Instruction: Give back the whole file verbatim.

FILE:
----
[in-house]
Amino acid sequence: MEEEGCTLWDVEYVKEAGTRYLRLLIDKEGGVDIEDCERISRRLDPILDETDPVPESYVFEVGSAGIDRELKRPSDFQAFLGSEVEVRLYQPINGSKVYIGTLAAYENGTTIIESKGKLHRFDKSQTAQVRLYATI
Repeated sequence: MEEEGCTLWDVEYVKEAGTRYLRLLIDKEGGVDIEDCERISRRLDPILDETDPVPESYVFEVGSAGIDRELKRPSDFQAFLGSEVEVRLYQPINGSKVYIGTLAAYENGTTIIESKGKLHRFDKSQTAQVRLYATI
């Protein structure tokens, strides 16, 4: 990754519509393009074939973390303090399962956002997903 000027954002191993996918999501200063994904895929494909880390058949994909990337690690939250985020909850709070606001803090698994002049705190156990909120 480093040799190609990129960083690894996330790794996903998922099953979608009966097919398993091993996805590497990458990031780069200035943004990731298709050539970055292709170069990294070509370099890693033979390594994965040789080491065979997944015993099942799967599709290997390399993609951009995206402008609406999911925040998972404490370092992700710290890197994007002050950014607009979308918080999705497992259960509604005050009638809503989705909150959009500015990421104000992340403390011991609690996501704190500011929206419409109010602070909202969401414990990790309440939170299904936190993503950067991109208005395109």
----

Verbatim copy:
[in-house]
Amino acid sequence: MEEEGCTLWDVEYVKEAGTRYLRLLIDKEGGVDIEDCERISRRLDPILDETDPVPESYVFEVGSAGIDRELKRPSDFQAFLGSEVEVRLYQPINGSKVYIGTLAAYENGTTIIESKGKLHRFDKSQTAQVRLYATI
Repeated sequence: MEEEGCTLWDVEYVKEAGTRYLRLLIDKEGGVDIEDCERISRRLDPILDETDPVPESYVFEVGSAGIDRELKRPSDFQAFLGSEVEVRLYQPINGSKVYIGTLAAYENGTTIIESKGKLHRFDKSQTAQVRLYATI
């Protein structure tokens, strides 16, 4: 990754519509393009074939973390303090399962956002997903 000027954002191993996918999501200063994904895929494909880390058949994909990337690690939250985020909850709070606001803090698994002049705190156990909120 480093040799190609990129960083690894996330790794996903998922099953979608009966097919398993091993996805590497990458990031780069200035943004990731298709050539970055292709170069990294070509370099890693033979390594994965040789080491065979997944015993099942799967599709290997390399993609951009995206402008609406999911925040998972404490370092992700710290890197994007002050950014607009979308918080999705497992259960509604005050009638809503989705909150959009500015990421104000992340403390011991609690996501704190500011929206419409109010602070909202969401414990990790309440939170299904936190993503950067991109208005395109």